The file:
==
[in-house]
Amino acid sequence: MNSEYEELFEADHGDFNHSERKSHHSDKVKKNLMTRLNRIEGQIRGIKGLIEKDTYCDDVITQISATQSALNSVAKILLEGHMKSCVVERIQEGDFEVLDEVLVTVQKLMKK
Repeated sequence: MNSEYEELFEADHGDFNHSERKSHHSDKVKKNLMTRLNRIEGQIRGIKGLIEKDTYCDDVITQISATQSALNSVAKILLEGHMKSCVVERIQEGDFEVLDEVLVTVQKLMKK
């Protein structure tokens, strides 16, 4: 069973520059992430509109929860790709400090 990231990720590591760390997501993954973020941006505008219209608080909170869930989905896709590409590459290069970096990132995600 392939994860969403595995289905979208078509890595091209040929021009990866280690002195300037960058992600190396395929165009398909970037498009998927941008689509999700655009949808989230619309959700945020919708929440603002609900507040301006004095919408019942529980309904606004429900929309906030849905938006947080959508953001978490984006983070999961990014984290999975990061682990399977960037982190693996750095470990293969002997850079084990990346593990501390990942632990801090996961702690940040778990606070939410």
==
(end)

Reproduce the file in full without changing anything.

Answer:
[in-house]
Amino acid sequence: MNSEYEELFEADHGDFNHSERKSHHSDKVKKNLMTRLNRIEGQIRGIKGLIEKDTYCDDVITQISATQSALNSVAKILLEGHMKSCVVERIQEGDFEVLDEVLVTVQKLMKK
Repeated sequence: MNSEYEELFEADHGDFNHSERKSHHSDKVKKNLMTRLNRIEGQIRGIKGLIEKDTYCDDVITQISATQSALNSVAKILLEGHMKSCVVERIQEGDFEVLDEVLVTVQKLMKK
């Protein structure tokens, strides 16, 4: 069973520059992430509109929860790709400090 990231990720590591760390997501993954973020941006505008219209608080909170869930989905896709590409590459290069970096990132995600 392939994860969403595995289905979208078509890595091209040929021009990866280690002195300037960058992600190396395929165009398909970037498009998927941008689509999700655009949808989230619309959700945020919708929440603002609900507040301006004095919408019942529980309904606004429900929309906030849905938006947080959508953001978490984006983070999961990014984290999975990061682990399977960037982190693996750095470990293969002997850079084990990346593990501390990942632990801090996961702690940040778990606070939410």